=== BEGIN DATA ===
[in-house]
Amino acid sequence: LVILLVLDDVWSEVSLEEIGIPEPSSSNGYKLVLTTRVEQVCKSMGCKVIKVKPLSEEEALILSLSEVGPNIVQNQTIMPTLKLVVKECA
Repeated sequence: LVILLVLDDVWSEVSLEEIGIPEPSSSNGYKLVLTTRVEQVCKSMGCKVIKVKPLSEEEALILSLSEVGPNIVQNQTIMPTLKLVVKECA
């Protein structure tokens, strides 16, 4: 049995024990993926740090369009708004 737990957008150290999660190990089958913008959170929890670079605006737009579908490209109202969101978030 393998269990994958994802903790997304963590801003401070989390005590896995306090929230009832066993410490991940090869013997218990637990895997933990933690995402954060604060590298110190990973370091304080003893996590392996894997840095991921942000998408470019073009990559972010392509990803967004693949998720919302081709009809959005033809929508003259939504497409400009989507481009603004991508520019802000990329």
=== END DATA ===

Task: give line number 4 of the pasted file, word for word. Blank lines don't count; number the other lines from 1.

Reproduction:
């Protein structure tokens, strides 16, 4: 049995024990993926740090369009708004 737990957008150290999660190990089958913008959170929890670079605006737009579908490209109202969101978030 393998269990994958994802903790997304963590801003401070989390005590896995306090929230009832066993410490991940090869013997218990637990895997933990933690995402954060604060590298110190990973370091304080003893996590392996894997840095991921942000998408470019073009990559972010392509990803967004693949998720919302081709009809959005033809929508003259939504497409400009989507481009603004991508520019802000990329």